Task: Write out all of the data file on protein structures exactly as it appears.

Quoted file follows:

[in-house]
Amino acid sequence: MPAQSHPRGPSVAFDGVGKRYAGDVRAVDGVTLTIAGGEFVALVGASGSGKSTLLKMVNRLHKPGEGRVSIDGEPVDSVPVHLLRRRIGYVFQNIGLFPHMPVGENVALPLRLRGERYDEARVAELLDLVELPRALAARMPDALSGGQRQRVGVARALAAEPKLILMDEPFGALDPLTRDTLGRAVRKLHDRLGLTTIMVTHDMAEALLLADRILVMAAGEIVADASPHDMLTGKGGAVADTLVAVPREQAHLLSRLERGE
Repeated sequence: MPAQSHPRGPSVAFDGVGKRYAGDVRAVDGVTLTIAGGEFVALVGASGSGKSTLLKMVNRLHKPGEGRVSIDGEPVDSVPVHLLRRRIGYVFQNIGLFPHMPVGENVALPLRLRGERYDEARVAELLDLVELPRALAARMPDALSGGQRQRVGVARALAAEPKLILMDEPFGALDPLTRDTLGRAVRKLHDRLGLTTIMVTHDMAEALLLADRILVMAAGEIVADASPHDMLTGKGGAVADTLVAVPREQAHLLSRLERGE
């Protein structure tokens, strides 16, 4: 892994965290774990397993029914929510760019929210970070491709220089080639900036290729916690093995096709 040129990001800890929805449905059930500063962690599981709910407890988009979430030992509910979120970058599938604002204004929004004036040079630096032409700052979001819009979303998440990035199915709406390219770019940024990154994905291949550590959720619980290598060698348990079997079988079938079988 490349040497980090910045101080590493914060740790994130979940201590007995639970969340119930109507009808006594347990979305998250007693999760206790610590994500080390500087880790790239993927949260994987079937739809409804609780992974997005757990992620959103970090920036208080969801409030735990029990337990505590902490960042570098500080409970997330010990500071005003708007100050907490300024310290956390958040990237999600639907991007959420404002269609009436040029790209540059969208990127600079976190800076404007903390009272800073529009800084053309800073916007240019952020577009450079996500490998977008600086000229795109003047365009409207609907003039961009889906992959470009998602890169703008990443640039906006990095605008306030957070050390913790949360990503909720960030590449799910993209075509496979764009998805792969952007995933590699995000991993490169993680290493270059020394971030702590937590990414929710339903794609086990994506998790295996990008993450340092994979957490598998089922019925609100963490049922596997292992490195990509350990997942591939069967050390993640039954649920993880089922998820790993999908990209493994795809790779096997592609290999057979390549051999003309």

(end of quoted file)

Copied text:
[in-house]
Amino acid sequence: MPAQSHPRGPSVAFDGVGKRYAGDVRAVDGVTLTIAGGEFVALVGASGSGKSTLLKMVNRLHKPGEGRVSIDGEPVDSVPVHLLRRRIGYVFQNIGLFPHMPVGENVALPLRLRGERYDEARVAELLDLVELPRALAARMPDALSGGQRQRVGVARALAAEPKLILMDEPFGALDPLTRDTLGRAVRKLHDRLGLTTIMVTHDMAEALLLADRILVMAAGEIVADASPHDMLTGKGGAVADTLVAVPREQAHLLSRLERGE
Repeated sequence: MPAQSHPRGPSVAFDGVGKRYAGDVRAVDGVTLTIAGGEFVALVGASGSGKSTLLKMVNRLHKPGEGRVSIDGEPVDSVPVHLLRRRIGYVFQNIGLFPHMPVGENVALPLRLRGERYDEARVAELLDLVELPRALAARMPDALSGGQRQRVGVARALAAEPKLILMDEPFGALDPLTRDTLGRAVRKLHDRLGLTTIMVTHDMAEALLLADRILVMAAGEIVADASPHDMLTGKGGAVADTLVAVPREQAHLLSRLERGE
């Protein structure tokens, strides 16, 4: 892994965290774990397993029914929510760019929210970070491709220089080639900036290729916690093995096709 040129990001800890929805449905059930500063962690599981709910407890988009979430030992509910979120970058599938604002204004929004004036040079630096032409700052979001819009979303998440990035199915709406390219770019940024990154994905291949550590959720619980290598060698348990079997079988079938079988 490349040497980090910045101080590493914060740790994130979940201590007995639970969340119930109507009808006594347990979305998250007693999760206790610590994500080390500087880790790239993927949260994987079937739809409804609780992974997005757990992620959103970090920036208080969801409030735990029990337990505590902490960042570098500080409970997330010990500071005003708007100050907490300024310290956390958040990237999600639907991007959420404002269609009436040029790209540059969208990127600079976190800076404007903390009272800073529009800084053309800073916007240019952020577009450079996500490998977008600086000229795109003047365009409207609907003039961009889906992959470009998602890169703008990443640039906006990095605008306030957070050390913790949360990503909720960030590449799910993209075509496979764009998805792969952007995933590699995000991993490169993680290493270059020394971030702590937590990414929710339903794609086990994506998790295996990008993450340092994979957490598998089922019925609100963490049922596997292992490195990509350990997942591939069967050390993640039954649920993880089922998820790993999908990209493994795809790779096997592609290999057979390549051999003309």